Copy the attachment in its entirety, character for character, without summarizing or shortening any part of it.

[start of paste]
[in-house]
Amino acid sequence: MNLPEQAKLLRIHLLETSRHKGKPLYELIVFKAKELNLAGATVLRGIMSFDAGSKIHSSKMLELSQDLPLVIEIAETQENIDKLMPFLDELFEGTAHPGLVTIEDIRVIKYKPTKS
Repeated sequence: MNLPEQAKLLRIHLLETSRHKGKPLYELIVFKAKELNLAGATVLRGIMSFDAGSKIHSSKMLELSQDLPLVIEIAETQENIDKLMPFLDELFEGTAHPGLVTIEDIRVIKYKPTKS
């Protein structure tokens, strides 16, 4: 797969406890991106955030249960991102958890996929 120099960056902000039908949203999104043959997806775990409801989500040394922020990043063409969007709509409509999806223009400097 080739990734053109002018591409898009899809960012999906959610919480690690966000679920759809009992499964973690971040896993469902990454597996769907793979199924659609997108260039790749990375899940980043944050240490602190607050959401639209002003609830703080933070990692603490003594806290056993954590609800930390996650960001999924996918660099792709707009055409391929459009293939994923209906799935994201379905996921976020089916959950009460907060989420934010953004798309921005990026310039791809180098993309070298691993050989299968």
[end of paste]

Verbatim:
[in-house]
Amino acid sequence: MNLPEQAKLLRIHLLETSRHKGKPLYELIVFKAKELNLAGATVLRGIMSFDAGSKIHSSKMLELSQDLPLVIEIAETQENIDKLMPFLDELFEGTAHPGLVTIEDIRVIKYKPTKS
Repeated sequence: MNLPEQAKLLRIHLLETSRHKGKPLYELIVFKAKELNLAGATVLRGIMSFDAGSKIHSSKMLELSQDLPLVIEIAETQENIDKLMPFLDELFEGTAHPGLVTIEDIRVIKYKPTKS
């Protein structure tokens, strides 16, 4: 797969406890991106955030249960991102958890996929 120099960056902000039908949203999104043959997806775990409801989500040394922020990043063409969007709509409509999806223009400097 080739990734053109002018591409898009899809960012999906959610919480690690966000679920759809009992499964973690971040896993469902990454597996769907793979199924659609997108260039790749990375899940980043944050240490602190607050959401639209002003609830703080933070990692603490003594806290056993954590609800930390996650960001999924996918660099792709707009055409391929459009293939994923209906799935994201379905996921976020089916959950009460907060989420934010953004798309921005990026310039791809180098993309070298691993050989299968």